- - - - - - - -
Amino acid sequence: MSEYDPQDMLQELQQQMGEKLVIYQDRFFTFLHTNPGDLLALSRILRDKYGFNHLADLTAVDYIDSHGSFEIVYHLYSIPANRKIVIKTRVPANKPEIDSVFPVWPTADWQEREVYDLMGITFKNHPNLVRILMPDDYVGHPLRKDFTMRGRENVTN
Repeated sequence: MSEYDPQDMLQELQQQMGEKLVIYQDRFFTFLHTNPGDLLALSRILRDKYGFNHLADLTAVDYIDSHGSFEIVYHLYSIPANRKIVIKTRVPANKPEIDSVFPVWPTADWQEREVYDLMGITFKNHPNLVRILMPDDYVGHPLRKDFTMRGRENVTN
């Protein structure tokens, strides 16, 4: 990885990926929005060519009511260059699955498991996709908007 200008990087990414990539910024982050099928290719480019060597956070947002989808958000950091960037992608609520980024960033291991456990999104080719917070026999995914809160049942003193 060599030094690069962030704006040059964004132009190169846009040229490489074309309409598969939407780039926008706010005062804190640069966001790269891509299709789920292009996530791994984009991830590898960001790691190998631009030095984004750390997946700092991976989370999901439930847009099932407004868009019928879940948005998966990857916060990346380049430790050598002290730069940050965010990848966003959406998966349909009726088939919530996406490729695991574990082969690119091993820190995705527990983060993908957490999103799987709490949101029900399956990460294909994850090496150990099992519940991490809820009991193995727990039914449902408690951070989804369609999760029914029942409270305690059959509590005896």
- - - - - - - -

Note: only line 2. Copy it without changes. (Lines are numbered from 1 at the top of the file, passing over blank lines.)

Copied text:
Repeated sequence: MSEYDPQDMLQELQQQMGEKLVIYQDRFFTFLHTNPGDLLALSRILRDKYGFNHLADLTAVDYIDSHGSFEIVYHLYSIPANRKIVIKTRVPANKPEIDSVFPVWPTADWQEREVYDLMGITFKNHPNLVRILMPDDYVGHPLRKDFTMRGRENVTN